The Market Varies from City to City
As housing markets are shifting, you should expect to see more differences from city to city. Tracking national housing information can be valuable, but for an understanding of the housing market and how it pertains to the sale of your home, focus on the local market only. If homebuyers start house hunting later in summer, for example, your real estate agent may suggest holding more open houses, adjusting the asking price or even waiting to put it on the market.
Landscaping Can Make a Difference
Green grass and blooming trees help your home’s exterior look its best for photos and open houses, but that doesn’t mean you should let nature do all the work. Keep your grass cut, plant fresh flowers and trim shrubs or bushes that have a tendency to grow into walkways. If your grass didn’t return from the winter as green as it could be, you may want to consider new sod to improve your curb appeal.
More Days on the Market Doesn’t Spell Doom
No one wants their house sitting on the market for months with little buyer activity, but don’t be afraid of a house that needs a few weeks – or even a couple of months – to find the right buyer. The median days on market for properties nationwide ebbs and flows throughout the year, and it changes as conditions shift more slowly to a buyer’s market. Real estate brokerage Redfin reports that in June 2023, the median days on the market was 29 days, up 11 year over year.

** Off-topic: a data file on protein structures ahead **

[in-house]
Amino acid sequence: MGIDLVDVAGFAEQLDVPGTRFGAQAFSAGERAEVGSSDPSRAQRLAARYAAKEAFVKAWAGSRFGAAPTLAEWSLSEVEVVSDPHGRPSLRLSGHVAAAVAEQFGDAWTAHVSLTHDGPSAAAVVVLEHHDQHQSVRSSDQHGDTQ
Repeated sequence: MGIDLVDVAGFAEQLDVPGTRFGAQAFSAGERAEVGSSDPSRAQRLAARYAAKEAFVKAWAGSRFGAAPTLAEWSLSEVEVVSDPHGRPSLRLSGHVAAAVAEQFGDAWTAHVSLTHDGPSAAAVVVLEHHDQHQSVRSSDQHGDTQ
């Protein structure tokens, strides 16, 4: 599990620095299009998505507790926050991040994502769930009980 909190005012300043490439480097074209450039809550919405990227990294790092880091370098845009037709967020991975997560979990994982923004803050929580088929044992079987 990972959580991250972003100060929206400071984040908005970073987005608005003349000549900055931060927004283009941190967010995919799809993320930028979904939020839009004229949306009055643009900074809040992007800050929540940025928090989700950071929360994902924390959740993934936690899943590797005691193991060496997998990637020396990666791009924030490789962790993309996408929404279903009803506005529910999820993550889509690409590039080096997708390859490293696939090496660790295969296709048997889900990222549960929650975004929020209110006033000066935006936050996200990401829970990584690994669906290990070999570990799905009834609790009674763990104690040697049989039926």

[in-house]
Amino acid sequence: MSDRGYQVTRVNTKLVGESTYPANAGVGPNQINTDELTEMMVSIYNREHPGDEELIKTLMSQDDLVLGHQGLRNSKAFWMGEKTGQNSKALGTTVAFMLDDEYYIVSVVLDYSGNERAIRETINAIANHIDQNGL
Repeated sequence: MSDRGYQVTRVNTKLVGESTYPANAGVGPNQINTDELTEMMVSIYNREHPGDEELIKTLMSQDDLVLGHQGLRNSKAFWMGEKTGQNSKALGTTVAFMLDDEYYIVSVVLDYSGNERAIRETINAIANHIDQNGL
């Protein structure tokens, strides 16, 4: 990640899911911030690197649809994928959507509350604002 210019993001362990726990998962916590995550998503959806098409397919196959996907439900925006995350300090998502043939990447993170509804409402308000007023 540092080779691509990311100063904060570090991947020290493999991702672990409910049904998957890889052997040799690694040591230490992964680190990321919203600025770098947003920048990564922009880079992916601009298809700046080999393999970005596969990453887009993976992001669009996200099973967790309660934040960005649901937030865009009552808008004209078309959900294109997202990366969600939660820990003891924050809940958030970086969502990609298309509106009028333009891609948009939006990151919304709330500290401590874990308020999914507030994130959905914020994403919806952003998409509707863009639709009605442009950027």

You May Have to Lower Your Asking Price
You may have watched friends and family sell their homes in previous summer seasons with multiple offers on the first day and above the list price. In many parts of the U.S., however, that part of the real estate cycle is over. Instead, you may find your real estate agent recommending a drop in the asking price to ensure the right buyers are touring your property. “That initial list price needs to come down,” Olsen says.
Some Staging Is Required
As with your home’s exterior, there’s no reason to slack off when it comes to preparing your house to impress would-be buyers. “Staging is one of the things that is very important,” Cardile stresses. That means decluttering the house, emptying closets to make them appear larger, moving some furniture to storage to help rooms look bigger and keeping counters clear and show-ready at all times.
Some Projects Can be DIY
It’s common for real estate agents to recommend that home sellers repaint some rooms, clean the carpet and power-wash the deck or driveway. Fortunately, many of these smaller projects can become a do-it-yourself task that requires minimal cash to get your home looking fresh. But taking on a task yourself doesn’t mean it’s OK to get sloppy – especially with paint, Olsen says. “Be careful – use a drop cloth and everything,” she says.
A Professional Touch May See More Return
For certain parts of your home that need work outside your skill set, incurring the cost of a professional will be worth it in the end. “You can upgrade the bathroom on your own, … but that’s also something you can hire a professional to do,” Olsen says. While spending money often isn’t what you have in mind when you think about selling your home, a bad DIY tile job could become a sticking point with buyers, who may be concerned other work was done poorly elsewhere in the house.